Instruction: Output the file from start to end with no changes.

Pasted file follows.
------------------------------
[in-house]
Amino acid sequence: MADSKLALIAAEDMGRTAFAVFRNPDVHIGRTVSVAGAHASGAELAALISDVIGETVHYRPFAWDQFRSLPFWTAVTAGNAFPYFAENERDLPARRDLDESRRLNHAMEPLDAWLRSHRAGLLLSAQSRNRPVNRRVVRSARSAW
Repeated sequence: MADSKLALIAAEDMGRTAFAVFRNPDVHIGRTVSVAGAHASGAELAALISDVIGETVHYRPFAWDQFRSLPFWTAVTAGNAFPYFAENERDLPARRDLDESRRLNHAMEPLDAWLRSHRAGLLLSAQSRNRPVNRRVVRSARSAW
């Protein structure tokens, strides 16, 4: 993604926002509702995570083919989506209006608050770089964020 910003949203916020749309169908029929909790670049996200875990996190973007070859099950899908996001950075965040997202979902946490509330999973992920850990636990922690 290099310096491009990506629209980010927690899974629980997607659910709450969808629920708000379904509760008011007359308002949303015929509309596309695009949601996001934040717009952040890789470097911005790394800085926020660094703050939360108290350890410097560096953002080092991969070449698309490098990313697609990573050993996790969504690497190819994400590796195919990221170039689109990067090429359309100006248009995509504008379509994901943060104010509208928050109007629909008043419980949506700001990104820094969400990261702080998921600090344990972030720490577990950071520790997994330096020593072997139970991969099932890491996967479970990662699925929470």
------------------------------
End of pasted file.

[in-house]
Amino acid sequence: MADSKLALIAAEDMGRTAFAVFRNPDVHIGRTVSVAGAHASGAELAALISDVIGETVHYRPFAWDQFRSLPFWTAVTAGNAFPYFAENERDLPARRDLDESRRLNHAMEPLDAWLRSHRAGLLLSAQSRNRPVNRRVVRSARSAW
Repeated sequence: MADSKLALIAAEDMGRTAFAVFRNPDVHIGRTVSVAGAHASGAELAALISDVIGETVHYRPFAWDQFRSLPFWTAVTAGNAFPYFAENERDLPARRDLDESRRLNHAMEPLDAWLRSHRAGLLLSAQSRNRPVNRRVVRSARSAW
């Protein structure tokens, strides 16, 4: 993604926002509702995570083919989506209006608050770089964020 910003949203916020749309169908029929909790670049996200875990996190973007070859099950899908996001950075965040997202979902946490509330999973992920850990636990922690 290099310096491009990506629209980010927690899974629980997607659910709450969808629920708000379904509760008011007359308002949303015929509309596309695009949601996001934040717009952040890789470097911005790394800085926020660094703050939360108290350890410097560096953002080092991969070449698309490098990313697609990573050993996790969504690497190819994400590796195919990221170039689109990067090429359309100006248009995509504008379509994901943060104010509208928050109007629909008043419980949506700001990104820094969400990261702080998921600090344990972030720490577990950071520790997994330096020593072997139970991969099932890491996967479970990662699925929470």